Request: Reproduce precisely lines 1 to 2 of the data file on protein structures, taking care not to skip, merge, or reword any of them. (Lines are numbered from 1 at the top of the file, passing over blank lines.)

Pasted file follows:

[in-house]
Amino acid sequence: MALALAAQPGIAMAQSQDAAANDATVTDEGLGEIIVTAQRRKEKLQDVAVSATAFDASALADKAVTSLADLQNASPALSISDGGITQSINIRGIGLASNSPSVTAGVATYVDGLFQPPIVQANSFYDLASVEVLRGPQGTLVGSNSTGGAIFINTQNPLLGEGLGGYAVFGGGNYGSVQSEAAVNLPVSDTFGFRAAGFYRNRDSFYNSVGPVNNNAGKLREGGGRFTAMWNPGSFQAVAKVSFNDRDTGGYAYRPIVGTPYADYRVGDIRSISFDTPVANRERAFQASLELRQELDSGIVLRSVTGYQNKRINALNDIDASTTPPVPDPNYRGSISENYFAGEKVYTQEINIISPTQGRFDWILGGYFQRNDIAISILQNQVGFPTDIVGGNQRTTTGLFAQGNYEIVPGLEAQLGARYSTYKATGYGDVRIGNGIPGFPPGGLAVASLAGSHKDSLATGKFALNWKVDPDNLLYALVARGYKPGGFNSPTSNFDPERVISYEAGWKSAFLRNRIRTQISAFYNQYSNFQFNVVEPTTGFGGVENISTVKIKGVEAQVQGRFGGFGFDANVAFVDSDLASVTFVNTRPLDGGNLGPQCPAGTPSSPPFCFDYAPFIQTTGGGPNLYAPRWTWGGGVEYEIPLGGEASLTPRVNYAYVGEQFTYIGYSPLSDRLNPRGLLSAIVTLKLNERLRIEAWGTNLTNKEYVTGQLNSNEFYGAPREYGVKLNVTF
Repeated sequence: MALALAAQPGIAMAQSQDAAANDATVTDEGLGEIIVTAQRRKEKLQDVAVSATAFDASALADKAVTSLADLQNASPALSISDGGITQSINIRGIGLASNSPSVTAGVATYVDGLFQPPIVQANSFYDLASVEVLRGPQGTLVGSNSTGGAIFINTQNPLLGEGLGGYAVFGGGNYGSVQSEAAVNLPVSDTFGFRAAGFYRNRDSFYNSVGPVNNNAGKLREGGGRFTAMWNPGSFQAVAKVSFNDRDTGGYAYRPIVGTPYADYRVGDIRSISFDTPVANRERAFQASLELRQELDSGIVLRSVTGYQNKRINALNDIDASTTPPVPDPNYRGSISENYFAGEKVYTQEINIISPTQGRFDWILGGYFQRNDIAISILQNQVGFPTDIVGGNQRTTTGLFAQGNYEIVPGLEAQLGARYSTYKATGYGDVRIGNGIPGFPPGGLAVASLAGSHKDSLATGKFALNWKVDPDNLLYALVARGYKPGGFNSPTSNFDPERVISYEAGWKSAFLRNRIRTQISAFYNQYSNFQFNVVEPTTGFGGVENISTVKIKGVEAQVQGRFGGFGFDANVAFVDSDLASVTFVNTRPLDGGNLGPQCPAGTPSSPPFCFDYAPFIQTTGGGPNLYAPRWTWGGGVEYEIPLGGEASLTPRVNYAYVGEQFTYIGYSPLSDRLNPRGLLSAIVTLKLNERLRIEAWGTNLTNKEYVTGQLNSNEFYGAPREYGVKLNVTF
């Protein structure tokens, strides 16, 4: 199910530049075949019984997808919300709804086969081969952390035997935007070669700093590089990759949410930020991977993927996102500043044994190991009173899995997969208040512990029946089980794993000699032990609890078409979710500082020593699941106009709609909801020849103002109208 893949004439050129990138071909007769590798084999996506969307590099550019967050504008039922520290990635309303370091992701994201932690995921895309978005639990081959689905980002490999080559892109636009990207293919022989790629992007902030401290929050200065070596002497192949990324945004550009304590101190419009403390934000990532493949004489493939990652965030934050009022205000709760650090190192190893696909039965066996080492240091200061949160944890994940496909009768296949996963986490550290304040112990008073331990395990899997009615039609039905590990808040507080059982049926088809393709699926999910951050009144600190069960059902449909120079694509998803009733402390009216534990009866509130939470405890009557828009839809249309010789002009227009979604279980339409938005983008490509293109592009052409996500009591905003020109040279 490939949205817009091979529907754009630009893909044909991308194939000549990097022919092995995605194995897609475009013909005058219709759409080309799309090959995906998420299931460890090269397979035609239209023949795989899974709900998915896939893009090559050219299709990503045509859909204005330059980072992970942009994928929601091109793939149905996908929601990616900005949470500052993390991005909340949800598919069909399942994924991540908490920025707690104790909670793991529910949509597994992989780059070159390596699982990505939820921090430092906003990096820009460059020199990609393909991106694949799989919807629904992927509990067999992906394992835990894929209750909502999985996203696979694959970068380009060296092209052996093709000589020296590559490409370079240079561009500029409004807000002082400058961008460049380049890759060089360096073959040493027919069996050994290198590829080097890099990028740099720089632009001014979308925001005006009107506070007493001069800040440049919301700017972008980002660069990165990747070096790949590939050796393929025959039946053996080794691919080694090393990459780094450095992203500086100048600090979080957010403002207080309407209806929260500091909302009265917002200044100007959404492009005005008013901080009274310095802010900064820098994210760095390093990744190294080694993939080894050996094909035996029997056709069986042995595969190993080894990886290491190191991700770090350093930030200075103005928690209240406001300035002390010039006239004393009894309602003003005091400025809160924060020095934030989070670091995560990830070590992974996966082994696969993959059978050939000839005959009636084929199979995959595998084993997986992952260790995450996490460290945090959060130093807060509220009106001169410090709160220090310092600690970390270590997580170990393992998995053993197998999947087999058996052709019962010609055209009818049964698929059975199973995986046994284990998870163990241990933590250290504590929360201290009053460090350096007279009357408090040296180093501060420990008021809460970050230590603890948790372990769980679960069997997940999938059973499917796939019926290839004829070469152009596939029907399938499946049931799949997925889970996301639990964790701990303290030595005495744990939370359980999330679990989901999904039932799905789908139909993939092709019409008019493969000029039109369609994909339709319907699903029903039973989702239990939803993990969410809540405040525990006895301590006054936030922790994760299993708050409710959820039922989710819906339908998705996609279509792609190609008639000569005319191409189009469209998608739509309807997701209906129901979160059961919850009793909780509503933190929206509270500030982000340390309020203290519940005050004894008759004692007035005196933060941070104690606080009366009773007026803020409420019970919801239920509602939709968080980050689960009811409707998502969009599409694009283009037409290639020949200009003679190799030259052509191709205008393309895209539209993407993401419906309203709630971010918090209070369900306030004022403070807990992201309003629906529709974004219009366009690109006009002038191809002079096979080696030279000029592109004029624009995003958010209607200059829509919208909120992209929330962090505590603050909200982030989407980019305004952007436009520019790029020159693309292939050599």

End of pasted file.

[in-house]
Amino acid sequence: MALALAAQPGIAMAQSQDAAANDATVTDEGLGEIIVTAQRRKEKLQDVAVSATAFDASALADKAVTSLADLQNASPALSISDGGITQSINIRGIGLASNSPSVTAGVATYVDGLFQPPIVQANSFYDLASVEVLRGPQGTLVGSNSTGGAIFINTQNPLLGEGLGGYAVFGGGNYGSVQSEAAVNLPVSDTFGFRAAGFYRNRDSFYNSVGPVNNNAGKLREGGGRFTAMWNPGSFQAVAKVSFNDRDTGGYAYRPIVGTPYADYRVGDIRSISFDTPVANRERAFQASLELRQELDSGIVLRSVTGYQNKRINALNDIDASTTPPVPDPNYRGSISENYFAGEKVYTQEINIISPTQGRFDWILGGYFQRNDIAISILQNQVGFPTDIVGGNQRTTTGLFAQGNYEIVPGLEAQLGARYSTYKATGYGDVRIGNGIPGFPPGGLAVASLAGSHKDSLATGKFALNWKVDPDNLLYALVARGYKPGGFNSPTSNFDPERVISYEAGWKSAFLRNRIRTQISAFYNQYSNFQFNVVEPTTGFGGVENISTVKIKGVEAQVQGRFGGFGFDANVAFVDSDLASVTFVNTRPLDGGNLGPQCPAGTPSSPPFCFDYAPFIQTTGGGPNLYAPRWTWGGGVEYEIPLGGEASLTPRVNYAYVGEQFTYIGYSPLSDRLNPRGLLSAIVTLKLNERLRIEAWGTNLTNKEYVTGQLNSNEFYGAPREYGVKLNVTF